Grand Jury Subpoenas Amateur Video Taken After Man Shot by Park Police in D.C.

Trinidad resident Will Jones was walking down the street the night of June 8, looking for a friend when he saw the U.S. Park Police shoot Trey Joyner. Authorities said Joyner had a gun that was recovered at the scene. After watching the shooting unfold, Jones's first instinct was to pull out his camera phone and capture the aftermath. Video by Will Jones
By Theola Labbé-DeBose
Washington Post Staff Writer
Friday, August 7, 2009

A federal grand jury has subpoenaed an amateur video that shows confusion and screaming in the moments after U.S. Park Police fatally shot a man in the District's Trinidad neighborhood, as an investigation continues into the shooting death of Trey Joyner.

Will Jones, a Trinidad resident who filmed the scene on his camera phone after the shooting of Joyner, 25, said he testified Thursday before the grand jury in U.S. District Court. He testified for about an hour, he said.

Grand jury proceedings are secret, and officials with the FBI and U.S. attorney's office declined to comment. But the subpoena for the video and the man who shot it underscores how aggressively authorities are pursuing their inquiry into the June 8 shooting by U.S. Park Police officers, an incident that has roiled the Northeast Washington neighborhood because of conflicting accounts about what happened.

The video does not show the shooting itself, so it is unclear how it might help the grand jury decide whether the officers used appropriate force, said Wayne Schmidt, a lawyer and executive director of Americans for Effective Law Enforcement, a Chicago-based nonprofit that offers public education seminars on lethal force.

But Schmidt, who has not seen the footage, said authorities could use it to gain a greater understanding of what happened.

"You gather evidence before a grand jury because you don't know what might be critical," Schmidt said. "It may have no utility in this case; it may have quite a bit of utility. It might point out inconsistencies between what the officers say and what happened."

The video, which was obtained by The Washington Post, consists of two clips taken immediately after the 8:30 p.m. shooting and about five minutes apart. The first clip, which lasts 5 minutes 41 seconds, shows four officers in plainclothes wearing bulletproof vests and clutching guns, pacing the sidewalk as neighbors shout, "Why did they kill that boy?" and "They shot that man in the back!"

At one point, a man with long dreadlocks wearing a white T-shirt and jeans crosses the street to confront the officers, and an officer sprays him in the face with what appears to be pepper spray. A woman shrieks. The federal officers remain on the sidewalk close to Joyner's body. D.C. police arrive several minutes later and move the crowd of bystanders back. In the second clip, which lasts 44 seconds, the crowd is still shouting, and an ambulance is visible.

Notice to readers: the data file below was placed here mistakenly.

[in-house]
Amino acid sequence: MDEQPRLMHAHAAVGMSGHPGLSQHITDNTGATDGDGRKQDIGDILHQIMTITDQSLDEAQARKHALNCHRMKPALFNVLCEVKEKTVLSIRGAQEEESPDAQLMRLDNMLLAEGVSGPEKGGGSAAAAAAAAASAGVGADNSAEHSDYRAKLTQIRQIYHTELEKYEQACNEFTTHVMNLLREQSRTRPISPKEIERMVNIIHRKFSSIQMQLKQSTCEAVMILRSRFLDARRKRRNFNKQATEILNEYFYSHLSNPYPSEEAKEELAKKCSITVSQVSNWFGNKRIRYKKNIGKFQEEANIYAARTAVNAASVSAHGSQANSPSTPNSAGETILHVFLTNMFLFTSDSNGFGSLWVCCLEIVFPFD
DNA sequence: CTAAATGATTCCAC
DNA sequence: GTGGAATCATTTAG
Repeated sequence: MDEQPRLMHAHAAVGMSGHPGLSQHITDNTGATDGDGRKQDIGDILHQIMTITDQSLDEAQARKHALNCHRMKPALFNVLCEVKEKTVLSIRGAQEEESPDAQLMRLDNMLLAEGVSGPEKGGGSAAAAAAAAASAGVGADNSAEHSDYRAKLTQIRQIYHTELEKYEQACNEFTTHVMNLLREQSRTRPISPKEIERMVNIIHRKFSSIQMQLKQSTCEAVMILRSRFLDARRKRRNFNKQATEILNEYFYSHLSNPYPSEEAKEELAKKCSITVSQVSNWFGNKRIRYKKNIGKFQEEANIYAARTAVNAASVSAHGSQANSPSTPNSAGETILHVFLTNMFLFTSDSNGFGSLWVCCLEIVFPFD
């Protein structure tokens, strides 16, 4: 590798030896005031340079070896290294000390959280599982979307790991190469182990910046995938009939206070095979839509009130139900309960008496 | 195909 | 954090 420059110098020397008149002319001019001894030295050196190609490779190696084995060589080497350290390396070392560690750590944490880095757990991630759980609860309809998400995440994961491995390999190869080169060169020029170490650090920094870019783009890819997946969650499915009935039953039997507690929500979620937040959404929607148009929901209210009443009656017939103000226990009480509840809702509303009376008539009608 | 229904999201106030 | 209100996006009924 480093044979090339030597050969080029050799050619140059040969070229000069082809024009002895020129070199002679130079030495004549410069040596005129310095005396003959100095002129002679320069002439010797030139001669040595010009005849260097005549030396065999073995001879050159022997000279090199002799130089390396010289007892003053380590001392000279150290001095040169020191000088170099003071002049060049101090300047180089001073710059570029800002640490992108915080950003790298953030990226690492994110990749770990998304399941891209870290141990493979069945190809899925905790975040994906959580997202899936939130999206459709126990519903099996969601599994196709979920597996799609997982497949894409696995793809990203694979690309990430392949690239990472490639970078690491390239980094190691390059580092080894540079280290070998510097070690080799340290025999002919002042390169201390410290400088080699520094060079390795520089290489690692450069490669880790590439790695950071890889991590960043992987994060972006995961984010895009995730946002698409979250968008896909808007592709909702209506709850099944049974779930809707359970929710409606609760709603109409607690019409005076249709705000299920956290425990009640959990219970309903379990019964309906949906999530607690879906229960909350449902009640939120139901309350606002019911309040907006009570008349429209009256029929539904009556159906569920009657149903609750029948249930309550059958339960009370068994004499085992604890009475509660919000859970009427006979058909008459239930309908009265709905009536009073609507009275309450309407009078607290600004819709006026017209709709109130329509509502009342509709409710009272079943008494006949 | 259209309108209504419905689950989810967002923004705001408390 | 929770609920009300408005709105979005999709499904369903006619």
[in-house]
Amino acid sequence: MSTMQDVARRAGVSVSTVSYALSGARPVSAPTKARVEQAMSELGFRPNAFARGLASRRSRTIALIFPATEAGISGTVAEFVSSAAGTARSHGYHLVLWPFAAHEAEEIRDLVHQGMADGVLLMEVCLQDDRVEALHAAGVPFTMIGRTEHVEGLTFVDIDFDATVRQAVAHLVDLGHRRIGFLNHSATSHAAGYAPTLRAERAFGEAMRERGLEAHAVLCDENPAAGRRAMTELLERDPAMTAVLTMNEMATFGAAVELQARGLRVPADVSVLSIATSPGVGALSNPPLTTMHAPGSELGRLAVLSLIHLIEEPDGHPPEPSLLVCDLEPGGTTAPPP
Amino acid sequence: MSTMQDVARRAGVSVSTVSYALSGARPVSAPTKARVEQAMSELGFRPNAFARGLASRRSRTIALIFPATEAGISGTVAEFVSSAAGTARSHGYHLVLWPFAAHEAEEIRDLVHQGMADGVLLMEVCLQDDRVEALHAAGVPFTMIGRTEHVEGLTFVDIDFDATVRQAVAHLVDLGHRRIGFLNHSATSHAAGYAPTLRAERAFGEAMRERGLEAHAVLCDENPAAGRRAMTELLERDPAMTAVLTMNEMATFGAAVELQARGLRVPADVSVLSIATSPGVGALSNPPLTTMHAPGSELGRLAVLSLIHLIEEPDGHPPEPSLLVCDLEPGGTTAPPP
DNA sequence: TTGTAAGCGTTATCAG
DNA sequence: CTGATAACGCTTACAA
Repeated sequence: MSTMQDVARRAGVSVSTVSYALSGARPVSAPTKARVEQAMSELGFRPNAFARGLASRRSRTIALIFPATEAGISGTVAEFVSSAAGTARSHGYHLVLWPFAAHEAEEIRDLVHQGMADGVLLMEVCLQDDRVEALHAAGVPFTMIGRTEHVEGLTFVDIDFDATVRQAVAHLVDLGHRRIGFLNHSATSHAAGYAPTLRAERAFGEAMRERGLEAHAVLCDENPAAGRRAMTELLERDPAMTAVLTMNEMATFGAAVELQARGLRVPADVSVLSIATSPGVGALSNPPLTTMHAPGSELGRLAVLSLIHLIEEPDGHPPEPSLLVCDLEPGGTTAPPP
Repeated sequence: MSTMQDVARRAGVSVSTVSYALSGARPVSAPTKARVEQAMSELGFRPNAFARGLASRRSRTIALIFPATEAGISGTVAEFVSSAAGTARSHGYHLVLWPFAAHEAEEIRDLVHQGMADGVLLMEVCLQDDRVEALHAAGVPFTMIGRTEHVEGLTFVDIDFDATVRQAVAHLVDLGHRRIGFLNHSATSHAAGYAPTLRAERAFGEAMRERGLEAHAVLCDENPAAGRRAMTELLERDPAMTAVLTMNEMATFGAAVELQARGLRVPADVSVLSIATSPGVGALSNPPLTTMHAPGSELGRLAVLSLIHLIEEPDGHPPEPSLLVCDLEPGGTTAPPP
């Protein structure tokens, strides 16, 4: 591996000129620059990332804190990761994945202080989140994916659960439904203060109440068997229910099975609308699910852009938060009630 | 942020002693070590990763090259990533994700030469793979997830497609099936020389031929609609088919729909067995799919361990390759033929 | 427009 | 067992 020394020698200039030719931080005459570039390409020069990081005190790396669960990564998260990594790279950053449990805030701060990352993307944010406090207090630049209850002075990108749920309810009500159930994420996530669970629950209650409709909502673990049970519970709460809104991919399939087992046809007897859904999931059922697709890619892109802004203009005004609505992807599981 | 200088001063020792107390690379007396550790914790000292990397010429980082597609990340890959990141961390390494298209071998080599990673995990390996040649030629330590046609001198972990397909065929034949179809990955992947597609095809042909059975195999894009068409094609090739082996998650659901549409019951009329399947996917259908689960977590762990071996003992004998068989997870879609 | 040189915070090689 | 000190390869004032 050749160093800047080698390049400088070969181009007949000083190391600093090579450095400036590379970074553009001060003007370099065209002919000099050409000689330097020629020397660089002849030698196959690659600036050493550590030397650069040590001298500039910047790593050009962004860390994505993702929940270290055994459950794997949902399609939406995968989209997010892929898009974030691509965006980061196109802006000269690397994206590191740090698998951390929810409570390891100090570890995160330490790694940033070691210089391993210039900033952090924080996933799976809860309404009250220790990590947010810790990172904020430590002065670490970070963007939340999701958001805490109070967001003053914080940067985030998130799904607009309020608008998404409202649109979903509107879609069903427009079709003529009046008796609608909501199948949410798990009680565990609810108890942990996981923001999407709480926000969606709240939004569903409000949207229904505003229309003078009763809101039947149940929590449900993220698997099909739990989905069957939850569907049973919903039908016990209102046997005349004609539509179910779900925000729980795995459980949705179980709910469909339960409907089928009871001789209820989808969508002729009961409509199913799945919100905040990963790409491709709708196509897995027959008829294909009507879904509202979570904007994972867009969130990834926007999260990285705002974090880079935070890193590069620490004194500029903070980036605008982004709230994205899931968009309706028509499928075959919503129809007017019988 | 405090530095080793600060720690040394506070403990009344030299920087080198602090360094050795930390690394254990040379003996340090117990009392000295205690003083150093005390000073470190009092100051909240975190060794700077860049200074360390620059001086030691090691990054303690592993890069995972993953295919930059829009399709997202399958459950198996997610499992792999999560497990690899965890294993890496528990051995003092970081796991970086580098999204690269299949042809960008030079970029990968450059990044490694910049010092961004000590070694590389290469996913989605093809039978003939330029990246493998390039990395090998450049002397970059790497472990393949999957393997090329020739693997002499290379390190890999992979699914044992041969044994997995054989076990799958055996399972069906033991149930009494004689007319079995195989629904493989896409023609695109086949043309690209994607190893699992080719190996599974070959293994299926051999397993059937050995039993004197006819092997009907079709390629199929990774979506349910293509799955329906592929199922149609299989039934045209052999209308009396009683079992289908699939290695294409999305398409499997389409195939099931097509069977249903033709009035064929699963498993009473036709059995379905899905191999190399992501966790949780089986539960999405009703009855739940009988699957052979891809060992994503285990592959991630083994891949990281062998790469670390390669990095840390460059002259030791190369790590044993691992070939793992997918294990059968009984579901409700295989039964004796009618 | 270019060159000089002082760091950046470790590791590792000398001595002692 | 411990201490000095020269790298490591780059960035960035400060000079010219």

Regardless of whether the video is of value to the investigation, it reflects the growing national trend of private citizens using personal technology to monitor police conduct at the height of tense situations. Onlookers in Oakland, Calif., videotaped the New Year's Day fatal shooting of a 22-year-old man by a Bay Area Rapid Transit police officer. The images prompted an investigation, and a judged ruled recently that the officer will be tried in the slaying. Web sites such as CopWatch encourage people to videotape police conduct, and Video Vigilante, as a New York City man calls himself, videotapes illegally parked government cars and police on the job and posts the results on YouTube.

The Trinidad shooting occurred after U.S. Park Police received a tip that Joyner had a gun and then followed him by car into the neighborhood, Park Police have said. When they tried to arrest him in an alley, a struggle ensued and he was shot; a gun was found at the scene, according to Park Police. But some witnesses have said that police did not announce themselves and that they shot Joyner in the back.

Six Park Police officers were initially placed on paid administrative leave, and department spokesman Sgt. David Schlosser said two have returned to work. Other than that statement, Park Police have not responded to numerous requests for comment.

Park Police said detectives were following up on the gun tip as part of Safe Streets, an 11-member FBI-led task force composed of officers from the D.C. police, Park Police and the FBI. But weeks later, U.S. Park Police Chief Salvatore Lauro told residents at a community meeting that two of the officers involved in the shooting were part of the Safe Streets detail but were not on a task force assignment at the time. At the same meeting, Joseph Persichini Jr., head of the FBI's Washington field office, said his agents would lead the investigation into the shooting, taking over from D.C. police.

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